A new portrait of Blessed John Sullivan SJ was unveiled in the Robert Emmet Theater TCD, on Wednesday 27 March 2019, 7 pm. The painting was commissioned by the college. It is the first time a Trinity graduate has been honoured in this way. The painting by artist William Nathans (pictured here on left) depicts Fr John praying the rosary, a prayer to which he had great devotion. It will be hung in the Oratory.
Fr Conor Harper SJ, vice-postulator for the canonisation cause of Blessed John, was the guest speaker. He thanked Trinity Chaplains Fr. Peter Sexton SJ and Fr. Alan O’Sullivan OP for initiating this honour for Fr John, and the Provost of Trinity, Patrick Prendergast, for endorsing it. “Among the many achievements across the history of centuries,” said Conor, “Trinity can now add a special distinction and can now honour one of its past graduates who, it has been acknowledged, achieved a distinction in holiness!”
Conor also gave a brief outline of the life of Fr Sullivan (read full address below). He told those present that John Sullivan, son of the then Lord Chancellor of Ireland Sir Edward and Lady Sullivan, a past pupil of Portora Royal School, Enniskillen, grew up in the Church of Ireland and was a graduate and gold medallist in Classics in Trinity College (1879-1885). While studying Law in London subsequently he became Roman Catholic and later joined the Jesuits. In his ministry after ordination, he became known and revered for his care of the sick and poor for many years in the environs of Clongowes Wood in Clane, Co. Kildare, and died on 19th February 1933.
He was beatified in Gardiner St Church in Dublin in May 2017. In an unprecedented ecumenical gesture, the formal request for beatification to the representative of Pope Francis at the ceremony was made together by the Catholic Archbishop of Dublin, Diarmuid Martin, and the Church of Ireland Archbishop of Dublin, Michael Jackson, reflecting the fact that Fr John was Anglican for the first half of his life and Roman Catholic for the second.
Conor also focused on the ecumenical dimension of Fr John’s life, noting that a remarkable feature in recent years has been the most welcome and enthusiastic support of the Church of Ireland (Anglican tradition) in the various ceremonies honouring this extraordinary Jesuit.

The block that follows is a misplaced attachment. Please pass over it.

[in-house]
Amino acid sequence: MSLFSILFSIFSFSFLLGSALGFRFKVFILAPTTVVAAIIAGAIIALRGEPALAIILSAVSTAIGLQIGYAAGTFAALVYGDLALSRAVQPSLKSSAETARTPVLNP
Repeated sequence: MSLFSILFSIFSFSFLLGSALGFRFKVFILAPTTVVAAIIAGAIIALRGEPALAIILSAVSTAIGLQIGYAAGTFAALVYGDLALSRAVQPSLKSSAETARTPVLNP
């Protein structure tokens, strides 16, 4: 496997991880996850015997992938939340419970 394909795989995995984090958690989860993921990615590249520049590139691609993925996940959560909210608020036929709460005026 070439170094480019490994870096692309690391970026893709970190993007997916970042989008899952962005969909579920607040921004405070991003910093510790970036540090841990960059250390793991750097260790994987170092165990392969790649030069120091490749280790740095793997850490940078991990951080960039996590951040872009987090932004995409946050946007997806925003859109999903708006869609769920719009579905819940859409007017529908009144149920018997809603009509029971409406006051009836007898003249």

“One of Fr John’s great admirers was the late Archbishop of Dublin, Dr. George Otto Simms,” Conor noted. He added: “When asked why he showed such warm enthusiasm for the notion that John Sullivan should be honoured by the Church of Rome, he responded that we must never forget that John was a member of the Church of Ireland into mature adulthood. By then his character would have been well-formed. So, his holiness he would have learnt in the Anglican tradition and the Roman Catholic Church reaped the fruits of that solid foundation!”
Conor also singled out the present Church of Ireland Archbishop of Dublin, Michael Jackson, noting that among the eminent figures from the Church of Ireland who have preached at various ceremonies commemorating Fr John, Archbishop Michael Jackson “has always been a stalwart and constant supporter of the cause.”
Concluding the evening, Fr Peter and Fr Alan invited all present to a reception after the unveiling, in the Senior Common Room.
BLESSED JOHN SULLIVAN REMEMBERED IN TRINITY
The journey of life is full of surprises – and the experience of John Sullivan was no exception. He was born in Dublin in Eccles Street on 8th May 1861 and allowing for his family background the beginnings of life foreboded future comfort and security. His father, Edward, was an accomplished barrister and was already showing the signs of what was to be a brilliant and successful legal career. In 1883 he would become Lord Chancellor of Ireland. His mother, Elizabeth Bailey, came from a prominent family in Passage West in Co. Cork. The Baileys were Catholic and the Sullivans Protestant. John was raised in the religious tradition of his father.
From his earliest years, John enjoyed the great benefits of a home which radiated warm affection, high culture and sound scholarship. In 1873 John and his brother, William, were sent to Portora Royal School, Enniskillen following in the footsteps of his older brothers Edward and Robert. The Headmaster of Portora at this time was one of the outstanding educationalists of the day, Dr William Steele.